Table of Contents PREFACE Bruce S. Cooper & Sharon Conley Chapter 1: Teaching as a Profession - and More: Why? and How? Bruce S. Cooper & Carolyn Brown Chapter 2: What has Prevented Teachers From Being Full Professionals? Mary Antony Bair Chapter 3: Rejuvenating Teacher Teams: Back to Basics Terrence E. Deal & Donna Redman Chapter 4: Organizational Design in Support of Professional Learning Communities in One District Scott C. Bauer, S. David Brazer, Michelle Van Lare, & Robert L. Smith Chapter 5: Influences on Teacher Sharing and Collaboration Tanya F. Cook & Vivienne Collinson Chapter 6: Teaming to Break the Walls of Isolation: Collaboration in Elementary Grade Level Teams J. John Dewey & Sharon Conley Chapter 7: Collaboration in Middle School Departments: A Work Group Effectiveness Perspective Sharon Conley & Frank C. Guerrero Chapter 8: Professional Learning Communities Using Evidence: Examining Teacher Learning and Organizational Learning Michelle D. Van Lare, S. David Brazer, Scott C. Bauer, & Robert L. Smith Chapter 9: Principal-Teacher Collaboration Vivienne Collinson EPILOGUE: Collaboration, Professionalism, and School Quality for the Future Bruce S. Cooper ABOUT THE CONTRIBUTORS
Sharon Conley, PhD, is professor of education in the Gevirtz Graduate School of Education at University of California, Santa Barbara. Bruce S. Cooper, PhD, is professor of educational leadership and policy at Fordham University Graduate School of Education in New York City. Conley and Cooper are also the editors of Finding, Preparing, and Supporting School Leaders: Critical Issues, Useful Solutions; and Keeping and Improving Today's School Leaders: Retaining and Sustaining the Best.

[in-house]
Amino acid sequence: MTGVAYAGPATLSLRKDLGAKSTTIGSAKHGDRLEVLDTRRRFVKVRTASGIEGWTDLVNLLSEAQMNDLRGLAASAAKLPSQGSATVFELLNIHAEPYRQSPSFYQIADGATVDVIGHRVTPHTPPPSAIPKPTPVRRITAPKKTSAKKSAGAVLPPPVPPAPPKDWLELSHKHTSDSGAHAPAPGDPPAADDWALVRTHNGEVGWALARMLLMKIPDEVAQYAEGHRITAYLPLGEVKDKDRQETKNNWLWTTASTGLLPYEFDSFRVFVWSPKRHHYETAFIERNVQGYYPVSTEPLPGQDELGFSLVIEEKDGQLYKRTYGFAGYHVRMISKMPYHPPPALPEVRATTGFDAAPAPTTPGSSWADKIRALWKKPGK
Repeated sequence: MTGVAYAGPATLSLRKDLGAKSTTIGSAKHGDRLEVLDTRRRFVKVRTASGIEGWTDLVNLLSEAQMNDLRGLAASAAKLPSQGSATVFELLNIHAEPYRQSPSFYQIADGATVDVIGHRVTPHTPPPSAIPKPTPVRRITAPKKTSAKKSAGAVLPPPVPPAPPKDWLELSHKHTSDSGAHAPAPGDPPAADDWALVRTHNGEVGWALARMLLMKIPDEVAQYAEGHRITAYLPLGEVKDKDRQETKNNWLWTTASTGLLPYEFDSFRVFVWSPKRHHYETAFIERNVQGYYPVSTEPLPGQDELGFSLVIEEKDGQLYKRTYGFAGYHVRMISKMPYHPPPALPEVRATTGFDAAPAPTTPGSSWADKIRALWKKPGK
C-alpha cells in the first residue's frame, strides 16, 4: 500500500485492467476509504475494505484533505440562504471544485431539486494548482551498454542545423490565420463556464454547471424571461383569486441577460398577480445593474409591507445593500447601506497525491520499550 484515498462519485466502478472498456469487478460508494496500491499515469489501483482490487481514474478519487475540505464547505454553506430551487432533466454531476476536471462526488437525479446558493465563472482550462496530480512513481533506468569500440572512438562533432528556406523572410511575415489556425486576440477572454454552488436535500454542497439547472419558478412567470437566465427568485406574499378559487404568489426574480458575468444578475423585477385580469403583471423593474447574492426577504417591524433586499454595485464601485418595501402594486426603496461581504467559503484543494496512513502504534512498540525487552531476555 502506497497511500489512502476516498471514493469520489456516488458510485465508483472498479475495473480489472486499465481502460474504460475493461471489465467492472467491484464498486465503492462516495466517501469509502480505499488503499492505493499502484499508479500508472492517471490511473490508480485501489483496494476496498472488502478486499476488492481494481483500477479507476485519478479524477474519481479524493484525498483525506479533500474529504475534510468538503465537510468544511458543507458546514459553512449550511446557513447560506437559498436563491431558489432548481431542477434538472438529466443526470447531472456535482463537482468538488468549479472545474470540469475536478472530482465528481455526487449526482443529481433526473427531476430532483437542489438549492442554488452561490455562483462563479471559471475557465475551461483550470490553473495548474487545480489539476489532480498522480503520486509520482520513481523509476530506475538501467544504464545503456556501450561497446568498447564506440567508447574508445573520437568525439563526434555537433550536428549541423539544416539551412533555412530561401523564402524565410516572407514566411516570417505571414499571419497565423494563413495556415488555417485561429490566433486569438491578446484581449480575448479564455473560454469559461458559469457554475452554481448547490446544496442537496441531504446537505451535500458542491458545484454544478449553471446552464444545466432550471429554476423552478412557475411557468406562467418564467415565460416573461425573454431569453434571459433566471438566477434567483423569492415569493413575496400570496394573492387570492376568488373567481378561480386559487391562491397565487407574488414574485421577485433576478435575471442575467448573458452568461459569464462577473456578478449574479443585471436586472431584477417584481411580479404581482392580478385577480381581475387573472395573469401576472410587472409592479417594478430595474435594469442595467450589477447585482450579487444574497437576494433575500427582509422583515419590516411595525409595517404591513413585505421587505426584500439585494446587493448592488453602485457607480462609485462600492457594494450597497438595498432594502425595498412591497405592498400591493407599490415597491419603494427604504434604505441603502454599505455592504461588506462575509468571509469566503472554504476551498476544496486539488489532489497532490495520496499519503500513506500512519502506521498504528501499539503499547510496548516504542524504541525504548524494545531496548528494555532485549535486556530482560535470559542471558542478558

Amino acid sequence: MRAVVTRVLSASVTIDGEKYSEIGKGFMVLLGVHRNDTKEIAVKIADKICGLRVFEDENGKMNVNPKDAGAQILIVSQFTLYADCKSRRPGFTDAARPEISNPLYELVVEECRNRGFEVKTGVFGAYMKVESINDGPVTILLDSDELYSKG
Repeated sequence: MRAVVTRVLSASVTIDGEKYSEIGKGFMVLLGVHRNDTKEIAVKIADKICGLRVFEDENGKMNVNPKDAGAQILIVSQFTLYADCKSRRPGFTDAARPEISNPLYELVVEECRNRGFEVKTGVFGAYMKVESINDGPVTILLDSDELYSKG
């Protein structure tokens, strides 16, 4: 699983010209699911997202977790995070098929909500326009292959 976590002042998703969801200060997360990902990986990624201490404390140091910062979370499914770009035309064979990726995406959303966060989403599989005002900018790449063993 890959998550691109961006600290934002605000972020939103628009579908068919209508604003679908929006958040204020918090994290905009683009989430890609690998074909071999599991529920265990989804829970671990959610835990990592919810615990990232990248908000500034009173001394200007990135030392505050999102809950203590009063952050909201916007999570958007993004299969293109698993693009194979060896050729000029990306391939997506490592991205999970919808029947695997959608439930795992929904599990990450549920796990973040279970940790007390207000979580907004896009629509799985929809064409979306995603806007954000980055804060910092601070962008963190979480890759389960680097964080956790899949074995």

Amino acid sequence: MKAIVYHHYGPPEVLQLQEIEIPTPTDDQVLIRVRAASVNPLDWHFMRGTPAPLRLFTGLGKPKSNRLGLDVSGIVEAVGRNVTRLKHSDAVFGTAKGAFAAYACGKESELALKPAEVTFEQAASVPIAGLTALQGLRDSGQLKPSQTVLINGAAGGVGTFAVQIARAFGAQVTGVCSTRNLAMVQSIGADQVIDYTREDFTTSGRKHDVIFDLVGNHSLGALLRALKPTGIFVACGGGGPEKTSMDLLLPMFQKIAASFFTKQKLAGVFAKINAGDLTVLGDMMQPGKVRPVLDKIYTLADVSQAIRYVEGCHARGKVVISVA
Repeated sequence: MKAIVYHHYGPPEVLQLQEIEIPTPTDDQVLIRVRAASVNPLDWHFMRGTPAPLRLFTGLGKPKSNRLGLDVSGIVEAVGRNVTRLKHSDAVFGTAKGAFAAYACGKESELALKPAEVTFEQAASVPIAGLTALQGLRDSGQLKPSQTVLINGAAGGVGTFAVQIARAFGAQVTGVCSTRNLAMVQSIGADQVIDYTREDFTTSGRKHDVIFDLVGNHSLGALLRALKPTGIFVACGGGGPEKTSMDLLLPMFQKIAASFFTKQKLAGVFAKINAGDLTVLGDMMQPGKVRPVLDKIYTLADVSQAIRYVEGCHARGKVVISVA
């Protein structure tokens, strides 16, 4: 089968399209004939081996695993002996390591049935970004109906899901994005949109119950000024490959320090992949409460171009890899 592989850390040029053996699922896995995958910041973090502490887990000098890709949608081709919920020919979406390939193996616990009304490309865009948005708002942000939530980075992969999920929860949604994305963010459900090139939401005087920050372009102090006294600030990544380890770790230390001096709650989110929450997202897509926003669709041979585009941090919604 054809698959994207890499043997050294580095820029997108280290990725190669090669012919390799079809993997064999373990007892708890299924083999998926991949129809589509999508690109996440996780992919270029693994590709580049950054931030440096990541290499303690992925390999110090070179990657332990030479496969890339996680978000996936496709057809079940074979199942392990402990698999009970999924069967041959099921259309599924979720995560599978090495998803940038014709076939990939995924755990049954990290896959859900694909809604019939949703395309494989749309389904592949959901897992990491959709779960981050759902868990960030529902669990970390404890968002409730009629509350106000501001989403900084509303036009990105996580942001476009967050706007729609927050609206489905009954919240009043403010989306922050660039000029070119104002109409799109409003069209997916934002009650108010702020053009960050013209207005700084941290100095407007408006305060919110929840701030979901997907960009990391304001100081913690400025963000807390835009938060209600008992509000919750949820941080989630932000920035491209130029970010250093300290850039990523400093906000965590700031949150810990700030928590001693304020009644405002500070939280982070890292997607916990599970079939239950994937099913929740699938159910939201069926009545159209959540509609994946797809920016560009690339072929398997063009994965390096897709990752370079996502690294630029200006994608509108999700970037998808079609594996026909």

In the face of unrelenting and often irrational challenges to public education, the teaching profession risks becoming less and less desirable to many. Conley and Cooper offer ways to strengthen both the professionalism and desirability of teaching. Their emphasis on collaboration and professionalism promises to enrich teachers' work and to strengthen schools as well. -- Diana G. Pounder, Ph.D., professor and dean of the college of education, University of Central Arkansas Any doubt that educators are looking to collaborate with others throughout the school environment? For teachers are expected to use a variety of relevant data to inform instruction and provide timely feedback, while creating environments where students have a voice in their own learning. This book targets and responds to the critical issues of teacher isolation and collaboration, at a time when strategic engagement is often required of all teachers. This book is a must read for anyone seeking to alter the mindsets that limit how and why time and professional interactions in schools are currently constructed. -- Debra Jackson, Ed.D., superintendent, Highland Falls-Fort Montgomery Central Schools, NY